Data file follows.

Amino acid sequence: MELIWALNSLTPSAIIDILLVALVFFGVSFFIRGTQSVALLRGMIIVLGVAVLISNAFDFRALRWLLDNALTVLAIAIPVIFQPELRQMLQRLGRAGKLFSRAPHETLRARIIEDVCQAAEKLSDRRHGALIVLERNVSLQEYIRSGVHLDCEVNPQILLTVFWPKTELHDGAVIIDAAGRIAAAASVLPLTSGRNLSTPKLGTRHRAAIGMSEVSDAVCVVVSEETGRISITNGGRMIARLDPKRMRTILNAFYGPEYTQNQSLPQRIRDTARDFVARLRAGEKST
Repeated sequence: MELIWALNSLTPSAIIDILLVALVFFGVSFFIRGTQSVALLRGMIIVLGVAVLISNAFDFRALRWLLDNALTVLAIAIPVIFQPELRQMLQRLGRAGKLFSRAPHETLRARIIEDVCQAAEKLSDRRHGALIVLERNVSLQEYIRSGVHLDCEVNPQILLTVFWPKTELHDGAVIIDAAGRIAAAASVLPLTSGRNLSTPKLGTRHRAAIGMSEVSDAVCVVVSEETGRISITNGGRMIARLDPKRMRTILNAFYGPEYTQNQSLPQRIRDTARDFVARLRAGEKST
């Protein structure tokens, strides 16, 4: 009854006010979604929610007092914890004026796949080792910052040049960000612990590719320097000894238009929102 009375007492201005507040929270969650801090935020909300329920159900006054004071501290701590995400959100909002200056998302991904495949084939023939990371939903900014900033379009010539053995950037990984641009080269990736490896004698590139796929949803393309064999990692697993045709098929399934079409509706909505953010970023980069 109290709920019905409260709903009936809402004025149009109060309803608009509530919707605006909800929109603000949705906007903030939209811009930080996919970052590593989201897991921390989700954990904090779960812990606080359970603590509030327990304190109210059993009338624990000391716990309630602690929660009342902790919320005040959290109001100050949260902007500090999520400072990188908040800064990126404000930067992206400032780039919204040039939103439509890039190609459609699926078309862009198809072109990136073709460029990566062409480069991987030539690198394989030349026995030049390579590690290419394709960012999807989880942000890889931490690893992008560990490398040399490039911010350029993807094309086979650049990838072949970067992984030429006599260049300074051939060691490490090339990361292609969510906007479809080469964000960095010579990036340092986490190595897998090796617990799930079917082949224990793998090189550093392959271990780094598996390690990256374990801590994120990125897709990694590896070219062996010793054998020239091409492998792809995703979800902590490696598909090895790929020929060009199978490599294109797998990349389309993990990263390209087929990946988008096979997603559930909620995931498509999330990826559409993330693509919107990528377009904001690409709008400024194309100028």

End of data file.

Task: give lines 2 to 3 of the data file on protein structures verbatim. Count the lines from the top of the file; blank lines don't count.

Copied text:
Repeated sequence: MELIWALNSLTPSAIIDILLVALVFFGVSFFIRGTQSVALLRGMIIVLGVAVLISNAFDFRALRWLLDNALTVLAIAIPVIFQPELRQMLQRLGRAGKLFSRAPHETLRARIIEDVCQAAEKLSDRRHGALIVLERNVSLQEYIRSGVHLDCEVNPQILLTVFWPKTELHDGAVIIDAAGRIAAAASVLPLTSGRNLSTPKLGTRHRAAIGMSEVSDAVCVVVSEETGRISITNGGRMIARLDPKRMRTILNAFYGPEYTQNQSLPQRIRDTARDFVARLRAGEKST
């Protein structure tokens, strides 16, 4: 009854006010979604929610007092914890004026796949080792910052040049960000612990590719320097000894238009929102 009375007492201005507040929270969650801090935020909300329920159900006054004071501290701590995400959100909002200056998302991904495949084939023939990371939903900014900033379009010539053995950037990984641009080269990736490896004698590139796929949803393309064999990692697993045709098929399934079409509706909505953010970023980069 109290709920019905409260709903009936809402004025149009109060309803608009509530919707605006909800929109603000949705906007903030939209811009930080996919970052590593989201897991921390989700954990904090779960812990606080359970603590509030327990304190109210059993009338624990000391716990309630602690929660009342902790919320005040959290109001100050949260902007500090999520400072990188908040800064990126404000930067992206400032780039919204040039939103439509890039190609459609699926078309862009198809072109990136073709460029990566062409480069991987030539690198394989030349026995030049390579590690290419394709960012999807989880942000890889931490690893992008560990490398040399490039911010350029993807094309086979650049990838072949970067992984030429006599260049300074051939060691490490090339990361292609969510906007479809080469964000960095010579990036340092986490190595897998090796617990799930079917082949224990793998090189550093392959271990780094598996390690990256374990801590994120990125897709990694590896070219062996010793054998020239091409492998792809995703979800902590490696598909090895790929020929060009199978490599294109797998990349389309993990990263390209087929990946988008096979997603559930909620995931498509999330990826559409993330693509919107990528377009904001690409709008400024194309100028």